BC Hudson – Wash My Soul | Album Review

BC Hudson – Wash My Soul

Hudson Network Music

11 songs – 43 minutes


A guitarist/vocalist who’s been performing in northeastern Ohio since the ‘60s, BC Hudson’s most recent album, Jaded Heart, was a solo effort that represented the Blues Society of Western Pennsylvania in the 2019 International Blues Challenge competition. This all-original follow-up follows the same format with a helping hand from several friends.

Primarily a songwriter/studio musician, this is only the third CD in Hudson’s career, which has included performances at the Kent, Canton and Creekside blues and jazz festivals. He mixes acoustic and electric guitar and doubles on bass here as he delivers tunes that are both highly percussive and hypnotic throughout.

Percussionist Jack Lavender backs BC throughout with guest appearances from Wayne Leach and Danny Gerald on harp, Dan Socha and Daryl Rowland – each of whom sit in on lead guitar for a single cut, Ilene Weisberg and Virginia King on djembe and Bethany Joy on backing vocals.

A syncopated, medium-paced shuffle beat accompanies a Hudson guitar run kick in to open “My Motor Is Running” before Leach joins the action and BC describes driving all alone on the highway as he chases the setting sun. It’s an interesting number, but fails flat, crippled by often discordant harp runs that are high in the mix.

Hudson lopes out of the gate with a multi-layered six-string attack in “Get on Home,” a driving blues that questions why a lady’s refusing to call after spending all of the day and most of the night away. It flows into the ballad “Takin’ Too Much Time,” which continues the theme forward as he stresses he’s a good provider who works his fingers to the bone.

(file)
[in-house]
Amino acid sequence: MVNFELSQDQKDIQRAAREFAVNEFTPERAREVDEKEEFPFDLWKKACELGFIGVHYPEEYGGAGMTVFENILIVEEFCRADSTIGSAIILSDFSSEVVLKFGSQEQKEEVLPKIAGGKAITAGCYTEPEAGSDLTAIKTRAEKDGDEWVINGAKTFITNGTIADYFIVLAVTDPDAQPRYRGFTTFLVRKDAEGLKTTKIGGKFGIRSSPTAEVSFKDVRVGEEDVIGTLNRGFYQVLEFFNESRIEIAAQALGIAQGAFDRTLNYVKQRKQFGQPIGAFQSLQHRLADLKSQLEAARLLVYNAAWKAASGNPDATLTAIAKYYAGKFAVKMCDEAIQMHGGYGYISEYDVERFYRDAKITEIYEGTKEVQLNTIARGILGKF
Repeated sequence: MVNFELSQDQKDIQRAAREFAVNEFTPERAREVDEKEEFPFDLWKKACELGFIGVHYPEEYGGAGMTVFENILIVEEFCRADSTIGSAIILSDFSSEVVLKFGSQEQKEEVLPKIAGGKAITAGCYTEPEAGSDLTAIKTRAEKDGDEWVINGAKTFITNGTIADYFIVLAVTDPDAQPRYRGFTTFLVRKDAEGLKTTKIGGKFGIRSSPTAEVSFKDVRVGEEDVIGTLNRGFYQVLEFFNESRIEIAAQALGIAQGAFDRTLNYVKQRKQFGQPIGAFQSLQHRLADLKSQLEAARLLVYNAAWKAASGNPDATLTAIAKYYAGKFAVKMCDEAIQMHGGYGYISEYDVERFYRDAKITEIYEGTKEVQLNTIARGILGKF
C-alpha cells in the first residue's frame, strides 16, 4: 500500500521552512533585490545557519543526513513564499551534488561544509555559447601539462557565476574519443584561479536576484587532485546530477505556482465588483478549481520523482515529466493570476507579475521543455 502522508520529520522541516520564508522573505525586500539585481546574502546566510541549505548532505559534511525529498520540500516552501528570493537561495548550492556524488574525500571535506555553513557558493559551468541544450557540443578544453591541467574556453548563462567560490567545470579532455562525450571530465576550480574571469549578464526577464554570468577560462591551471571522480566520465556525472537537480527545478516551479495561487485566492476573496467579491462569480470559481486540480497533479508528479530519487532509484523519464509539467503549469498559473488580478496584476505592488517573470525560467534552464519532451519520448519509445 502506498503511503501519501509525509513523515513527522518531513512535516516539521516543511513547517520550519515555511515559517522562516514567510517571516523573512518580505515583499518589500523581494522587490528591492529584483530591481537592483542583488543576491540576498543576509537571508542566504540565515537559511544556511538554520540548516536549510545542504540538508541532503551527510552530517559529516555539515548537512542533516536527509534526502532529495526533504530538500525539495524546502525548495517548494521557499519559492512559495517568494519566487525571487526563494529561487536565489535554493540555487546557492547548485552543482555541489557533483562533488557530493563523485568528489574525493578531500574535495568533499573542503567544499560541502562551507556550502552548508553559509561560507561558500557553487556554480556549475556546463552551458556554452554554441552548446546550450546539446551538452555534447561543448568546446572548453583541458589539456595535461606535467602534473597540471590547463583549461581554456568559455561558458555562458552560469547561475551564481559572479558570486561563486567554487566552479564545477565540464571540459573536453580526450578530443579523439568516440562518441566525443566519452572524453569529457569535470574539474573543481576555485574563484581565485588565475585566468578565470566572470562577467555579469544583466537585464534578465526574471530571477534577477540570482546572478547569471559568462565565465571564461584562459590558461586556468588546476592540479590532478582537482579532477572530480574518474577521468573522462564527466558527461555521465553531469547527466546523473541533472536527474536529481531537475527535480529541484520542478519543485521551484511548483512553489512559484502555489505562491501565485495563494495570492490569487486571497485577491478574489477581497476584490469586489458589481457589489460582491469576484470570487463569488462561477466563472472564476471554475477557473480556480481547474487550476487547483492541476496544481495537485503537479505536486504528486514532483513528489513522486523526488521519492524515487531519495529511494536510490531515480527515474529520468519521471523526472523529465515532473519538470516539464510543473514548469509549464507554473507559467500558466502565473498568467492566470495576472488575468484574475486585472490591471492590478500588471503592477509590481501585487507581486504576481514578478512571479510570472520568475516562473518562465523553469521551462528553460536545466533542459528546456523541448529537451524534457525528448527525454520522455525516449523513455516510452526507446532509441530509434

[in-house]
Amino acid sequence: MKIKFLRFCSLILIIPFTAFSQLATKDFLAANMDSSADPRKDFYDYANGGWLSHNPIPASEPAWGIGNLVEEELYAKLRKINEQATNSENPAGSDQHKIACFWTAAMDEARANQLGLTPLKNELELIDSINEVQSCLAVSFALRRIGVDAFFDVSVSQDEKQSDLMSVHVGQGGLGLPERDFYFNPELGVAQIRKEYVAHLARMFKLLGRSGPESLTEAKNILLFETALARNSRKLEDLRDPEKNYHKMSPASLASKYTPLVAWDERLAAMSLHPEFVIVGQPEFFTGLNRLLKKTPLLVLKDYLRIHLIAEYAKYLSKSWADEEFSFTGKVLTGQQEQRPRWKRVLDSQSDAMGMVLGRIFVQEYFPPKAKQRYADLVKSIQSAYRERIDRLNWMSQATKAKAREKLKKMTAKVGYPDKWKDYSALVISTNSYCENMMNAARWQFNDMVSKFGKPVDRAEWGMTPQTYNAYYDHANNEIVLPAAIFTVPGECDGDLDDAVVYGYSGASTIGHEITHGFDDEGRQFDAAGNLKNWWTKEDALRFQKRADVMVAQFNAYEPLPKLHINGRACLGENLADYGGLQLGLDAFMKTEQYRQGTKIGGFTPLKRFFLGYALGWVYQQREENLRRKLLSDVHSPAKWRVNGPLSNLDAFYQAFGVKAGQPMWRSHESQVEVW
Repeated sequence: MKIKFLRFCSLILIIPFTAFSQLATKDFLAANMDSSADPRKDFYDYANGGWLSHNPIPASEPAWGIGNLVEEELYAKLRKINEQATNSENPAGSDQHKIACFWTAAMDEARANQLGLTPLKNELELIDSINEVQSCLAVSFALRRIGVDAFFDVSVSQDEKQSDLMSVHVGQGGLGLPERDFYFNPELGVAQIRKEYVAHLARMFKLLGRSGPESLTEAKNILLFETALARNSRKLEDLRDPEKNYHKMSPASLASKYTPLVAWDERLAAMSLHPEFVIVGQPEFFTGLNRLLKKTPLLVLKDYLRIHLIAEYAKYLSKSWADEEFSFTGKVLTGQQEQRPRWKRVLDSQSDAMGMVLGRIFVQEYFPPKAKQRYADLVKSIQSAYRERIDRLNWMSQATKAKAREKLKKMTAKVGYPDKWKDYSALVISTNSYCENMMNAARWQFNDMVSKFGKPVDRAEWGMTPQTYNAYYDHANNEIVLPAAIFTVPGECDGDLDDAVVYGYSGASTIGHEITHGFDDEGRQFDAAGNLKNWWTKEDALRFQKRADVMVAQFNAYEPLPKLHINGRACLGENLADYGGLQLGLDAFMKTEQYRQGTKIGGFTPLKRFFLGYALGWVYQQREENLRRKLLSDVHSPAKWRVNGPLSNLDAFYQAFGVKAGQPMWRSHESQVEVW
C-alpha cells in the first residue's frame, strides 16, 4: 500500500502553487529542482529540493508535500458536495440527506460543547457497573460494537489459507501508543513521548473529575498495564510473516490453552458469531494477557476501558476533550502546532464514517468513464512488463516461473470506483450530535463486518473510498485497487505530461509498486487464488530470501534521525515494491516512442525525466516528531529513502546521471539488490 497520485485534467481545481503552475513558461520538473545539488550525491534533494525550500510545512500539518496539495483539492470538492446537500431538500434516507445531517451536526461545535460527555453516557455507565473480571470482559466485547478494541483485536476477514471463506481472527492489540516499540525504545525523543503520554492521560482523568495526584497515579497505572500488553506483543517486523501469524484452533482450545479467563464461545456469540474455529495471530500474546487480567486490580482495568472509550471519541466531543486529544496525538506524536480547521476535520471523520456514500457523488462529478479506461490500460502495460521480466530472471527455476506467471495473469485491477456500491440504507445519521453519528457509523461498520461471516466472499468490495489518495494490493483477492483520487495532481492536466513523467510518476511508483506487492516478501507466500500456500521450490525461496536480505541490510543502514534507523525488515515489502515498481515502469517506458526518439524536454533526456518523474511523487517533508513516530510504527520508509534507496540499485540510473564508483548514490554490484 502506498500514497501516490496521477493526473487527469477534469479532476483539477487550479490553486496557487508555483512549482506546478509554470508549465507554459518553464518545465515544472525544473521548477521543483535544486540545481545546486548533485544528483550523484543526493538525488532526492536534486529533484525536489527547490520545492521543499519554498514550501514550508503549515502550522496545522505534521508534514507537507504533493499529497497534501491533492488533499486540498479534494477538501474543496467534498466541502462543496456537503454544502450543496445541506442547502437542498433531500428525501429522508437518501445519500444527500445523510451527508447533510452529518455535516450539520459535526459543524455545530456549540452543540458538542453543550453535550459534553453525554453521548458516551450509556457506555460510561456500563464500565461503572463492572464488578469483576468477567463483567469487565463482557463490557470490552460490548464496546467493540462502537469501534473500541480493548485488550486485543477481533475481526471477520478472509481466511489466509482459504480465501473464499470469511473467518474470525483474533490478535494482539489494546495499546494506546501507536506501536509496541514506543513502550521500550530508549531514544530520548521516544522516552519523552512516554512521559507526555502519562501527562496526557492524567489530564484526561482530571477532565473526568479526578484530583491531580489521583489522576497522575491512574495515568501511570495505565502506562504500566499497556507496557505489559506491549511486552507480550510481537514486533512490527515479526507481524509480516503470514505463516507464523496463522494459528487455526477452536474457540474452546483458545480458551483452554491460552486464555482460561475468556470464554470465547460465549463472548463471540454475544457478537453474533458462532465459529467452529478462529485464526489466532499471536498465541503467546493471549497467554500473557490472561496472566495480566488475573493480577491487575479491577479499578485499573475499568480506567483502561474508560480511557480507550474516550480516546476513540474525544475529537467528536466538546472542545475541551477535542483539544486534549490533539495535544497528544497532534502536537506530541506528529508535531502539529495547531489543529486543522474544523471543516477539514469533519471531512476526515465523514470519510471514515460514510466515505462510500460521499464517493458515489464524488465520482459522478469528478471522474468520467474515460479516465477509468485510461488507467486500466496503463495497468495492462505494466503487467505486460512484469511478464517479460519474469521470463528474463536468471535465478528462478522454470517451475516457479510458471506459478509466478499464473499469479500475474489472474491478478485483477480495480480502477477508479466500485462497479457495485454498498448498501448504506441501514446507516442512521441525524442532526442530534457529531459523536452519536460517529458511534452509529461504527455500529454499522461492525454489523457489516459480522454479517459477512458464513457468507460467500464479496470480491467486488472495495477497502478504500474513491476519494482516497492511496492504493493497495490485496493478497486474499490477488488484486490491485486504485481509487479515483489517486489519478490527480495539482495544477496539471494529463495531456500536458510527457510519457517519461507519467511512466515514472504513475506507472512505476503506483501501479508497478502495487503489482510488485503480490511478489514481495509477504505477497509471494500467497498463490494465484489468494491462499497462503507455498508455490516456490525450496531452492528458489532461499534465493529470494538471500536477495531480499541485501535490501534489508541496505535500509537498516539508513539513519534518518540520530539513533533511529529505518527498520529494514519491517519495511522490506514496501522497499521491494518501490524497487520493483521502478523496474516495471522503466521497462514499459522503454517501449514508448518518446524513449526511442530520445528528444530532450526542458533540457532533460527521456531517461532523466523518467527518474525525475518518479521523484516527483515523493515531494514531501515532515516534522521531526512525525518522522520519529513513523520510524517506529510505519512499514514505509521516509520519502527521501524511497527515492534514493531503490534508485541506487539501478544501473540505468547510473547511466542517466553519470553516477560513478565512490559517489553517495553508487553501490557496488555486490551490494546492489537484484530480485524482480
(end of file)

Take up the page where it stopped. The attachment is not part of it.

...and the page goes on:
Resignation and release set in with “I Can’t Feel Your Pain,” a slow blues that describes the lady who lives her life in solitary on a one-way street and stuffing her emotions wherever she goes. Rowland’s work on the reeds amplifies BC’s suffering throughout. The mood brightens somewhat in “I Won’t Be Subjugated,” another slow number that rises above everything that comes before. It features Joy and Socha and clever lyrics that include: “My head runs fast/My feet are slow/My heart is racing, don’t you know/I’m trying to get to my destination.”

The minor blues, “Comfortable in Quicksand,” describes the realization that the love Hudson thought he was enjoying was nothing more than being taken for a ride into the desert and now he has nowhere else to go. The tempo quickens for the easily forgettable instrumental, “Harpman Blues,” despite BC’s fretwork before “Random Rantin’ Blues” brightens the mood with an accented beat and powerful guitar lines despite the series of disjointed complaints contained in the lyrics.

The bad news continues and comes without warning in the ballad “Down At Home” before Rowland takes the lead for “Working So Hard,” in which Hudson admits he’s a prisoner of love and has lost his way. The album closes with “From the Rooftop” and BC releasing his feelings by shouting about how his woman had done him no good.

There’s no question that Hudson’s Wash My Soul delivers what the title claims. It’s interesting throughout despite its drawbacks, but will have listeners praying for better times for him ahead.

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